Sunday, 19 July 2009

The Curlew

There can be few sounds more evocative of an upland spring than the haunting, falling call of the curlew. For many, it is the first sign of the season's arrival; a hopeful moving-on from winter.

Here in Redesdale, curlews are all around during their breeding season and at all times of day. Often, on a still night, I have the midnight chime at St. John's in the village on one side and a curlew calling from the moors on the other.

The Tynedale poet Wilfrid Wilson Gibson was moved sufficiently by the curlew's call to write:

That note - that note!
Comes there so clear a call from any throat,
So clear a call to me
Back to the hills, the hills of memory?

The curlew's call
Is April sunshine on cold fells, and all
Rapture of youth to me,
Calling me to the hills, the hills of memory.

Curlew (Numenius arquata)

W. W. Gibson's poem Curlew is included in a collection of his work entitled Homecoming, published by the Wagtail Press in 2003 to celebrate the 125th anniversary of his birth in Hexham. It is included here with the publisher's permission.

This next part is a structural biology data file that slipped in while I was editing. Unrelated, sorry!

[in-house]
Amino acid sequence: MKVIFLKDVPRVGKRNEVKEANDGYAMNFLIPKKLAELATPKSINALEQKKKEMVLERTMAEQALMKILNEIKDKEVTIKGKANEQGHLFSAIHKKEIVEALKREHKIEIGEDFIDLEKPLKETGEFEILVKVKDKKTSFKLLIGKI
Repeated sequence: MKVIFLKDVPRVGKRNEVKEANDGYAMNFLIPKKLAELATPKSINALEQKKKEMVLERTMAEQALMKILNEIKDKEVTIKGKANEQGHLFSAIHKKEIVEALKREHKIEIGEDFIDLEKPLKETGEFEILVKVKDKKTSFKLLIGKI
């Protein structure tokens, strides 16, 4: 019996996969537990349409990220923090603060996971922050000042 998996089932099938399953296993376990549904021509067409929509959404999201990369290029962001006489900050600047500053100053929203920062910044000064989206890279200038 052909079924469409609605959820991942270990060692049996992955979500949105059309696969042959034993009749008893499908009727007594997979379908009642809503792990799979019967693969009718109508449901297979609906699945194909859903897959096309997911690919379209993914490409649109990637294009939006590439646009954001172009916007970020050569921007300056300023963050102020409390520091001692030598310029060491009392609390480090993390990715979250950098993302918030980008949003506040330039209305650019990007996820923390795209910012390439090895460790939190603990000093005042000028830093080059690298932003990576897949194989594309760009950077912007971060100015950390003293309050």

3 comments:

holdingmoments said...

I remember the first time I heard a Curlew Emma, (not so long ago), and I likened it to 'liquid bubbles.'
An enchanting sound.
That is an excellent picture. Far better than my efforts.

PCF said...

Yes the Curlew has a wonderful call unfortunately now largely silent on Prestwick Carr but they'll be back next February!
Thanks for your comment. When you keep lists there will always be one species or gap that needs filling so I guess that's what keeps you going. I shouldn't be suprised to see a Nuthatch though as over the years I've also seen Marsh and Hen Harriers, Red backed Shrike, Bittern and half a Hobby from that unremarkable spot!!

Roy said...

I would like to hear the Curlew all the time Emma. I think its a wonderful sound and tells me straight away that I am out in the countryside somwhere.